Ontario’s upcoming budget must take the long view

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Appeared in the Toronto Sun, January 26, 2018

Ontario’s Finance Minister Charles Sousa recently indicated that this year’s budget could be tabled early due to the upcoming election. He suggested a condensed budget timeline may be helpful to give Ontarians more time to consider the government’s fiscal plan before voting.

In addition to his remarks about timing, Minister Sousa made wise comments about the purpose of any government’s annual budgeting exercise. Specifically, he stated that “every budget is long-term in scope” and noted that a government must think “beyond election cycles” when budgeting.

Minister Sousa is absolutely correct that governments should think about the long-term when drawing up fiscal plans. Decisions about how the government raises and spends money in a particular year can have an impact on the choices available to future governments and the lives of citizens for a long time.

If a government spends too freely, this can limit the future availability of resources. If it racks up debt quickly, taxpayers must pay interest in the future. If it raises revenue through burdensome and economically inefficient taxes, a government’s budget can slow down economic growth with negative long-term implications.

Ontario’s recent fiscal history illustrates these realities. During the first decade of this century, Premier Dalton McGuinty’s governments implemented significant spending increases nearly every year. From fiscal year 2003 to fiscal year 2007, program spending in Ontario (all spending aside from debt-service payments) grew at an average annual rate of 7 per cent. This was far more than was necessary to offset the effects of population growth and inflation and also faster than the rate of economic growth.

The negative consequences of this spending growth were not fully felt right away. Revenue growth during the same period was relatively strong, so large deficits did not immediately materialize. However, the government was growing spending as though strong revenue growth would continue forever, which, of course, it did not. When recession did hit the province in 2008 and revenue fell, the government found itself at a spending level it could not afford and massive deficits emerged. As a result of these deficits, the provincial debt began to increase quickly, nearly doubling from $157 billion in 2007/08 to $301 billion in 2016/17.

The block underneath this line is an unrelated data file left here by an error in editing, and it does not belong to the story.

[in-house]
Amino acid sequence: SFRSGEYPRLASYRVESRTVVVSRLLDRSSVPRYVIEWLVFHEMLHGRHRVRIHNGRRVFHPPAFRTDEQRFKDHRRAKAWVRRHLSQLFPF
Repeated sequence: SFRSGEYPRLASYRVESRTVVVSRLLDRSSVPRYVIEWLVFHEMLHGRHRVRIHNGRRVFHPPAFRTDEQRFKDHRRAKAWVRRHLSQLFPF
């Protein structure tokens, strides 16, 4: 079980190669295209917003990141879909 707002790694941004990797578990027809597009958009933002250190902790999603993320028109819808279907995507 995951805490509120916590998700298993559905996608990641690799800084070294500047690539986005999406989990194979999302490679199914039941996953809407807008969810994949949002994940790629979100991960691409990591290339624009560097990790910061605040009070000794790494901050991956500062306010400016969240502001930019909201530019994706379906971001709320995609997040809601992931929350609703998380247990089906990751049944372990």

In short, spending decisions made several years earlier came back to haunt Ontario when the recession hit, with severe consequences for taxpayers.

In the following years, the government was able to slowly reduce the deficit thanks to strong revenue growth, some help from the federal government, and modest spending restraint.

This year, however, the Wynne government has pivoted away from its modest fiscal restraint and once again began walking down the path of large spending increases that caused Ontario’s fiscal mess in the first place.

This year, the government plans to increase program spending by 5.5 per cent, an increase more closely aligned with pre-recession trends. As before, the government is counting on strong revenue growth to pay for its increased spending. But also as before, the government’s spending decisions are creating real fiscal risks that may only be felt when an inevitable future fiscal shock hits, a large deficit opens up, and the pace of debt accumulation once again accelerates.

Minister Sousa spoke wisely when he said that government budgets must consider long-term impacts. If he aims to protect the province’s finances, he should consider his own words and craft in this year’s budget a restrained and responsible spending plan.

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